FlexRay Applications Get Ready to Hit the Road

Sept. 1, 2006
Recent introductions indicate that automakers have a defi nitive FlexRay rollout plan. And, BMW is ahead in this race with the implementation of FlexRay v2.1 for active damping control. Although, initially envisioned as an enabling technology for automotive X-by-wire (drive-by-wire, steer-by-wire) applications, it is now being adopted for other applications like improving manufacturing effi ciencies, safety regulations and the convenience features. This technology is being enabled by integrated complex microcontrollers and transceivers.

An industry-wide consortium, founded by companies that include BMW, Volkswagen, DaimlerChrysler and Philips, has driven the FlexRay standard development. Having concluded the critical portion of the standards-making activity, carmakers will begin climbing the learning curve as this technology is introduced in vehicles.

V2.1 BMW, for instance, will introduce FlexRay for active damping control as the successor to BMW's X5 model, while other car companies have indicated definitive Flex-Ray rollout plans. Although, initial features implemented using FlexRay will be limited, it will lead toward an autonomous or nearly autonomous vehicle in the future.

At first, it was envisioned as an enabling technology for automotive X-by-wire (drive-by-wire, steer-by-wire), but now other applications are adopting FlexRay technology. Currently, the primary trend is manufacturing efficiencies, safety regulations and the proliferation of convenience features.

Together, these trends raise the performance bar considerably for the electrical-control architecture and for the automobile's networking protocol. Simply put, cars of the future will require higher bandwidth buses and a deterministic protocol that guarantees fast responses for mission-critical tasks.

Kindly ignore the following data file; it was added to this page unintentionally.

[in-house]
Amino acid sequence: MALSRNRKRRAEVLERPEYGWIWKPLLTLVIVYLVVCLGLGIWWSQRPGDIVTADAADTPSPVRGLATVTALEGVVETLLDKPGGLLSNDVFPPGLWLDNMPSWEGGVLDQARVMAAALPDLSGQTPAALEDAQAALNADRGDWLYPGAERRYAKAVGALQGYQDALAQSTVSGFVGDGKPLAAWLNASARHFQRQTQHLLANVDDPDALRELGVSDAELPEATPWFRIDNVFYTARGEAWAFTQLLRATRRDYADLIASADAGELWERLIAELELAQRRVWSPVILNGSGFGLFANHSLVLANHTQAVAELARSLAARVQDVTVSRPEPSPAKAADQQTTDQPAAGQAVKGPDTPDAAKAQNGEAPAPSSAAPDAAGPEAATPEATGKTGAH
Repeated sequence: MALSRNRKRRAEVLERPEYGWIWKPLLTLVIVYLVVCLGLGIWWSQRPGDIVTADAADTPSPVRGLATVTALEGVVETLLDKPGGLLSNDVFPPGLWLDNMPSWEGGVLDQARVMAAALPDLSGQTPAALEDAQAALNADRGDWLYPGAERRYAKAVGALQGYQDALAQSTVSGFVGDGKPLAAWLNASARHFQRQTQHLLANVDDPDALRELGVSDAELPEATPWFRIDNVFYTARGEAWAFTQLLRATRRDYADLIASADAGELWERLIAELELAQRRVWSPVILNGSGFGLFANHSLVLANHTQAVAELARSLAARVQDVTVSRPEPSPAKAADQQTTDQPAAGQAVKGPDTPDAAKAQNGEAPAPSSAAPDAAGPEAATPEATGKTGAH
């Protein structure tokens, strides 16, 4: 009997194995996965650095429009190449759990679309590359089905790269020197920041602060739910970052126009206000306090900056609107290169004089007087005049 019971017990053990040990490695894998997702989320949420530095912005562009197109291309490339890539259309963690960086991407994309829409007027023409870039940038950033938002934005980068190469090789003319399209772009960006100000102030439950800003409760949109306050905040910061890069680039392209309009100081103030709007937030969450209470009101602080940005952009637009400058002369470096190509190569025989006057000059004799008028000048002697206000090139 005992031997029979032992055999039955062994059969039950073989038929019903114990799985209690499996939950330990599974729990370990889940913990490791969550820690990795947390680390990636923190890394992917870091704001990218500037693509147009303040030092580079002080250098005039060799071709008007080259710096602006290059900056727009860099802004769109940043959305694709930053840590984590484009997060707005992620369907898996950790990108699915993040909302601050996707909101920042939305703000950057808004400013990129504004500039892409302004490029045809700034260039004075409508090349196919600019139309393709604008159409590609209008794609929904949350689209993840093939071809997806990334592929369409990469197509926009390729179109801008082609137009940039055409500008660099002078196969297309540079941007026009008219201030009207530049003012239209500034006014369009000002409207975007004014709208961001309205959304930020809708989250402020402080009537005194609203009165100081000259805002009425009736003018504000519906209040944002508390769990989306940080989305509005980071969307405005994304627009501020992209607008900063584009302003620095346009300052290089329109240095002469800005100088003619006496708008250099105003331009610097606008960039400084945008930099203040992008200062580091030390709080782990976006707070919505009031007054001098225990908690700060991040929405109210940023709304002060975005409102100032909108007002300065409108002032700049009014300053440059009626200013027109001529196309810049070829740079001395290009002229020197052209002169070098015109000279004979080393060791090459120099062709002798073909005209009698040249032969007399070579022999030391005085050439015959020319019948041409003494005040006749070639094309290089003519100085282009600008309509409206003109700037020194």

FlexRay's 10 Mbps bandwidth, its built-in fault-tolerance, and its deterministic nature were designed for just these reasons. FlexRay was also conceived to ac-commodate multiple network topologies and to be scalable so that it will be able to meet new engineering challenges.


For the immediate future, the CAN and LIN buses that have served the industry for more than a decade, can still get the job done. It is unlikely, in fact, that FlexRay's adoption will have much effect on LIN applications such as windshield wipers and electric window controls. This is because they are localized control functions that do not need to communicate much with the rest of the vehicle and they have low data bandwidth demands.

CAN also is destined to play a role in automobile control architectures well into the future. Although, it is true that CAN falls short of accommodating the aggregated bandwidth requirements of a modern automobile, clever engineering offers real solutions, for a while at least.

These solutions include multiple, interconnected CAN networks that meet bandwidth requirements by partitioning the network and do not even attempt to put all data on the same bus. In particular, CAN benefits from being a proven, road-tested technology. In the safety-conscious automobile industry, where design changes are planned decades into the future, this is a real advantage.

BMW's use of FlexRay for damping control, for example, demonstrates a well-understood function that could have been performed by CAN. Introducing FlexRay as a straight CAN replacement is as much about learning how the new technology performs in real life situations as it is about superior performance.

Nevertheless, the progressive use of FlexRay is assured because it reduces overall complexity and offers a path for more cost-effective solutions. In the long term, its 10 Mbps bandwidth and built-in fault tolerance provides the most efficient and elegant solution for the cars of the future.


As cars add more safety and comfort features, the number of the electronic control units (ECUs) that implement these features continues to grow. There are now more than 100 ECUs in high-end automobiles and the number is likely to increase unless a new architecture is adopted. Coordinating ECU operations with a collection of CAN buses is becoming ever more complex and a serious impediment to X-by-wire progress. Even if the complexity issues could be solved, CAN lacks the deterministic and fault-tolerant aspects that are mandatory for X-by-wire.